Babe Ruth grads care about the communities where they lived and played. And when tragedy strikes home, they respond.
Boston Red Sox pitcher Matt Barnes, a graduate of the Bethel, Connecticut, Babe Ruth League, has helped provide a diversion to the Sandy Hook tragedy, where 20 children and six adults were gunned down in a school rampage in December of 2012, by hosting annual clinics at the Newtown Youth Academy for area youth baseball players.
Having grown up down the street from Sandy Hook, when the shooting occurred in 2012, Matt immediately knew he had to do something to ease the pain of his community. “I wanted to take a few hours to help the kids forget about what was going on, to use baseball as an outlet to escape everything.”
Barnes established a one-day clinic in December of 2013 during the town’s “26 days of Kindness” when members of the Newtown community come together to participate in charitable endeavors in memory of those who they lost and to continue to help their community heal as one.
Over the years, Barnes has invited local Major and Minor Leaguers, as well as collegiate players, with all roots to the area, to join him, such as free agent Craig Breslow, Astros Outfielder George Springer and New York Giant second baseman Joe Panik (a graduate of the East Fishkill, New York Babe Ruth League).
“Anytime we have a chance to spend some time in a community that is still healing, we have an obligation to do whatever is in our power to help people return to a sense of normalcy,” said Breslow. “It’s important not to forget – to have sustained efforts in places like Sandy Hook, where it will take time to heal.”
The one-day clinic is divided into two, hour and a half sessions. The first session features children ages 7-12 and the second session hosts 12-15 year olds. Each session consists of a rotation of basic skills training and concludes with a player meet-and-greet, as well as an autograph session.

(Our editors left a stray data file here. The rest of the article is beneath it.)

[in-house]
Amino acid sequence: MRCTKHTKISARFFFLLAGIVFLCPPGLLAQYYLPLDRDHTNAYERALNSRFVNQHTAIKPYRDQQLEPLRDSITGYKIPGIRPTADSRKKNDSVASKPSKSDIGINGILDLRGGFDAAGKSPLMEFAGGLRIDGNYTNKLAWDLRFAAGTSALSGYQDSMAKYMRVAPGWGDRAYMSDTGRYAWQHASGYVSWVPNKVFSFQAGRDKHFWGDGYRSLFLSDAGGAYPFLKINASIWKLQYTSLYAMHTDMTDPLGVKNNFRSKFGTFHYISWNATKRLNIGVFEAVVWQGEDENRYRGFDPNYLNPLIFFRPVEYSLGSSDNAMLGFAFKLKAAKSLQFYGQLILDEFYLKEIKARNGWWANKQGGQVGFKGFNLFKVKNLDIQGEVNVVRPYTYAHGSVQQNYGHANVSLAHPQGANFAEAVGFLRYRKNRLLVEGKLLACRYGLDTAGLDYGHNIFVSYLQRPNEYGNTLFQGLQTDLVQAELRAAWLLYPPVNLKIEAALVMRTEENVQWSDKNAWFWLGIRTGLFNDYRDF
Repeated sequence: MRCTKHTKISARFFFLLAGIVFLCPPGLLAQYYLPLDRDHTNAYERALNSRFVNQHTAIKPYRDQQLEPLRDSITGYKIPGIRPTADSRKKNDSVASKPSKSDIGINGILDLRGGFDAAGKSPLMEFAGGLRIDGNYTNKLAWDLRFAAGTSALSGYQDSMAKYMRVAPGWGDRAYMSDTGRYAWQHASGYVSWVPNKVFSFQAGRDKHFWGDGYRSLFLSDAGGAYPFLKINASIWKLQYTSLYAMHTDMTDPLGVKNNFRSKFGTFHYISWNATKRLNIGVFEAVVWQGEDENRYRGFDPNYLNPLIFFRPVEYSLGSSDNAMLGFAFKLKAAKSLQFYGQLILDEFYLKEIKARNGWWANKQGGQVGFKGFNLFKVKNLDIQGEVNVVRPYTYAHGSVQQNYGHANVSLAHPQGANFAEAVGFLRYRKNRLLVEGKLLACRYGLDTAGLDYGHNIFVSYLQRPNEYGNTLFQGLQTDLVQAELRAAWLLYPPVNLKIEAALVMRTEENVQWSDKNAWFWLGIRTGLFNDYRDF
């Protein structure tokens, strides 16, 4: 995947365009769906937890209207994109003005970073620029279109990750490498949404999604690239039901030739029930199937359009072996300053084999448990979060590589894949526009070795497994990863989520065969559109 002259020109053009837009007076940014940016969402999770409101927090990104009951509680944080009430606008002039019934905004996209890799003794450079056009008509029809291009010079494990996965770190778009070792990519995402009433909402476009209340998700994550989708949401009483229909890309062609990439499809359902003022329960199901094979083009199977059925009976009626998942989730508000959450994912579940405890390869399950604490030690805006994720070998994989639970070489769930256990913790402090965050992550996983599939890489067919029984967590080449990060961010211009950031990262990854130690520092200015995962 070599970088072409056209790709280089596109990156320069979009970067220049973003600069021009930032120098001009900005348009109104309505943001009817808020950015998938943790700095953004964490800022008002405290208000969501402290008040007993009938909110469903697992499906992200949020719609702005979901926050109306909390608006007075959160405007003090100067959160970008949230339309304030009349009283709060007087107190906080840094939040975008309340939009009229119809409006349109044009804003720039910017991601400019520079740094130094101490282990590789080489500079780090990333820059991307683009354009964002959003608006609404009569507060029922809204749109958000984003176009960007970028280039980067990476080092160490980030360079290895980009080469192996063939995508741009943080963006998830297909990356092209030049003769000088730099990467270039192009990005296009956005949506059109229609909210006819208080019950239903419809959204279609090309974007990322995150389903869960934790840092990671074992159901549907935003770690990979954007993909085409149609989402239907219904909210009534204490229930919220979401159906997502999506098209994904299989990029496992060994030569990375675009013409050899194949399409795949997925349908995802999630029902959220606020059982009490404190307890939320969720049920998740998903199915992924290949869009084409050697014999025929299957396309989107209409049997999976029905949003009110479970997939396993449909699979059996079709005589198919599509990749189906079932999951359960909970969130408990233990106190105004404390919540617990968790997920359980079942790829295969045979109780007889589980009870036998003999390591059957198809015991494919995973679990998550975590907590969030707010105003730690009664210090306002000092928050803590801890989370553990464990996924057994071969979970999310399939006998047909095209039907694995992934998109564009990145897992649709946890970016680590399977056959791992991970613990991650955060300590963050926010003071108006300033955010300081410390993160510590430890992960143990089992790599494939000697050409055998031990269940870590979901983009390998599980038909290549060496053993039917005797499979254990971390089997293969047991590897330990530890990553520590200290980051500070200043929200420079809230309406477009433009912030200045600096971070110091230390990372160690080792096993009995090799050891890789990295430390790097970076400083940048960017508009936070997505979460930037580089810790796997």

Matt, who pitched out of the Red Sox bullpen in 2016, just hosted another free clinic for Newtown Babe Ruth Baseball.
“He has a passion for giving back,” said Joe Augustine, Vice President of the Newtown Babe Ruth League. “And the clinic is always at full capacity,” Augustine added.
“It’s such a tragic thing, and it hit that area very hard,” Barnes said. “We try to bring something that’s fun for the kids there ... I know programs like this meant a lot to me at that age.”
The 6-foot, 4-inch right-hander, who attended the University of Connecticut, is the right kind of role model for the town’s youth, Augustine said. “It’s fortunate that we’re able to have an experienced major league player for the kids,” Augustine said. “Here is a kid just like them who grew up in the same area and worked hard and excelled to the top.”
Barnes pitched in 60 games for Boston this season, including a playoff game.
He hopes to bring other MLB players with Connecticut resumes with him in the future to Newtown, including Bobby Valentine, Mike Olt, Eric Campbell, Evan and Troy Schribner.
“He is genuine and very nice,” Augustine said. “It’s unfortunate that the tragedy had to occur for this to happen, but he is fantastic with the kids.”
Babe Ruth League and the Alumni Association tip our caps to Matt Barnes and everyone else involved in their kindness in providing such a wonderful experience for the youth of Newton.